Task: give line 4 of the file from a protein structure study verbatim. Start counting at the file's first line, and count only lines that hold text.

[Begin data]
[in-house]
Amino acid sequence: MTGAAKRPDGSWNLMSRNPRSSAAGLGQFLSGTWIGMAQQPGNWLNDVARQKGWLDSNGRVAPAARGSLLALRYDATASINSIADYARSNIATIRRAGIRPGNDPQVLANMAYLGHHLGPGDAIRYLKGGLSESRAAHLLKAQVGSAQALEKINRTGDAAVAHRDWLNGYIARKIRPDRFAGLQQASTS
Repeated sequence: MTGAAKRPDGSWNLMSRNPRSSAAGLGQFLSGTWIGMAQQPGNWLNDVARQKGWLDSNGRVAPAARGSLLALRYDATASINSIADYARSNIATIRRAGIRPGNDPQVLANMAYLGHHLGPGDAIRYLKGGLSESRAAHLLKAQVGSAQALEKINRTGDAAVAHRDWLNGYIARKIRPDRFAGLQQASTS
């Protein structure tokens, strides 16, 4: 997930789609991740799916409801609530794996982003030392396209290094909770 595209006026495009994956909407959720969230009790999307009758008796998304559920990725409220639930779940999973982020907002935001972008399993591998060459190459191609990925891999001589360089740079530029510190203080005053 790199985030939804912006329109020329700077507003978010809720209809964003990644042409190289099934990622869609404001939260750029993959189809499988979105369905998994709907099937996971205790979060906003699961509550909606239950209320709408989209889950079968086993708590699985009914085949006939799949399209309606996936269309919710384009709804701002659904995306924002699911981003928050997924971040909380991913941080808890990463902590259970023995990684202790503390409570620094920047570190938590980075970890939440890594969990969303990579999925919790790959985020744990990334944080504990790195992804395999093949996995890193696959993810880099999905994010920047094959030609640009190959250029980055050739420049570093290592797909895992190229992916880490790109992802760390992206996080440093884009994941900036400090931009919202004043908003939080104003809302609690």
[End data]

């Protein structure tokens, strides 16, 4: 997930789609991740799916409801609530794996982003030392396209290094909770 595209006026495009994956909407959720969230009790999307009758008796998304559920990725409220639930779940999973982020907002935001972008399993591998060459190459191609990925891999001589360089740079530029510190203080005053 790199985030939804912006329109020329700077507003978010809720209809964003990644042409190289099934990622869609404001939260750029993959189809499988979105369905998994709907099937996971205790979060906003699961509550909606239950209320709408989209889950079968086993708590699985009914085949006939799949399209309606996936269309919710384009709804701002659904995306924002699911981003928050997924971040909380991913941080808890990463902590259970023995990684202790503390409570620094920047570190938590980075970890939440890594969990969303990579999925919790790959985020744990990334944080504990790195992804395999093949996995890193696959993810880099999905994010920047094959030609640009190959250029980055050739420049570093290592797909895992190229992916880490790109992802760390992206996080440093884009994941900036400090931009919202004043908003939080104003809302609690």